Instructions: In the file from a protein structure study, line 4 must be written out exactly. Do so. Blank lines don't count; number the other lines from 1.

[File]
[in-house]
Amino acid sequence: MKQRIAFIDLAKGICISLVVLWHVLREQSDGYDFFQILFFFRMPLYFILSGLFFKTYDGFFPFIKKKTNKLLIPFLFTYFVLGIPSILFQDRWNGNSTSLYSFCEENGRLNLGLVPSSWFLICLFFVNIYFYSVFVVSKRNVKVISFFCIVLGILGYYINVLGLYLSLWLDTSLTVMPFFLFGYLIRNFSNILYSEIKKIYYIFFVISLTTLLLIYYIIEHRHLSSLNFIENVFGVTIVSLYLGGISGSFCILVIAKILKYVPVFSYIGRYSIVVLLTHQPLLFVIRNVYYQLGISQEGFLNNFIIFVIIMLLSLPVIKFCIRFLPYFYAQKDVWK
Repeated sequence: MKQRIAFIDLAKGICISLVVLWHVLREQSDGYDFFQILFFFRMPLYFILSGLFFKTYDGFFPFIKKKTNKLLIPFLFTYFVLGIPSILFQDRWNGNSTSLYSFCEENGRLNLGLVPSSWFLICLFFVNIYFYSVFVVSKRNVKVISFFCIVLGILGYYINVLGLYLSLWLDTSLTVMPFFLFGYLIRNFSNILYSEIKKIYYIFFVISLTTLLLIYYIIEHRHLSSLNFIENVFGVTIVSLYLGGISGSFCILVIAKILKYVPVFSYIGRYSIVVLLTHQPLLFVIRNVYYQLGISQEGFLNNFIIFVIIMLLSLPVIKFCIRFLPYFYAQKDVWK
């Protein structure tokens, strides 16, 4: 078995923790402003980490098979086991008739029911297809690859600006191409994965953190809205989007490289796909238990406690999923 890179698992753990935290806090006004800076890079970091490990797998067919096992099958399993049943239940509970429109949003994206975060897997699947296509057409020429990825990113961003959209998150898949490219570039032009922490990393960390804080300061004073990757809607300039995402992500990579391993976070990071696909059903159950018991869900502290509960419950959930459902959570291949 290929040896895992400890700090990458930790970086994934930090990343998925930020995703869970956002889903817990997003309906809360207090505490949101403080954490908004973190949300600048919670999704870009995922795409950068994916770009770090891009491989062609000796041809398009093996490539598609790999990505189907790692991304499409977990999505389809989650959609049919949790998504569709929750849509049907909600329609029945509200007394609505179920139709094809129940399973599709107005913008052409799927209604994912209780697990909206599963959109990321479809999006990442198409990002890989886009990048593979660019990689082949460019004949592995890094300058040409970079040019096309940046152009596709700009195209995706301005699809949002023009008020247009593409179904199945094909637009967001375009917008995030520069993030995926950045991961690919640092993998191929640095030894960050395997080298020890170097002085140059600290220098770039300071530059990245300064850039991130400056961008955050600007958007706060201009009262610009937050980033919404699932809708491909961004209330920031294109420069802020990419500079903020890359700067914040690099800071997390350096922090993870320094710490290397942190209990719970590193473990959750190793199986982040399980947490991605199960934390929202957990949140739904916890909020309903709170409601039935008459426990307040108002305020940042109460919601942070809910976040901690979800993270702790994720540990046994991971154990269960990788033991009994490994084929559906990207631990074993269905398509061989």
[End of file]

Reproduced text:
């Protein structure tokens, strides 16, 4: 078995923790402003980490098979086991008739029911297809690859600006191409994965953190809205989007490289796909238990406690999923 890179698992753990935290806090006004800076890079970091490990797998067919096992099958399993049943239940509970429109949003994206975060897997699947296509057409020429990825990113961003959209998150898949490219570039032009922490990393960390804080300061004073990757809607300039995402992500990579391993976070990071696909059903159950018991869900502290509960419950959930459902959570291949 290929040896895992400890700090990458930790970086994934930090990343998925930020995703869970956002889903817990997003309906809360207090505490949101403080954490908004973190949300600048919670999704870009995922795409950068994916770009770090891009491989062609000796041809398009093996490539598609790999990505189907790692991304499409977990999505389809989650959609049919949790998504569709929750849509049907909600329609029945509200007394609505179920139709094809129940399973599709107005913008052409799927209604994912209780697990909206599963959109990321479809999006990442198409990002890989886009990048593979660019990689082949460019004949592995890094300058040409970079040019096309940046152009596709700009195209995706301005699809949002023009008020247009593409179904199945094909637009967001375009917008995030520069993030995926950045991961690919640092993998191929640095030894960050395997080298020890170097002085140059600290220098770039300071530059990245300064850039991130400056961008955050600007958007706060201009009262610009937050980033919404699932809708491909961004209330920031294109420069802020990419500079903020890359700067914040690099800071997390350096922090993870320094710490290397942190209990719970590193473990959750190793199986982040399980947490991605199960934390929202957990949140739904916890909020309903709170409601039935008459426990307040108002305020940042109460919601942070809910976040901690979800993270702790994720540990046994991971154990269960990788033991009994490994084929559906990207631990074993269905398509061989």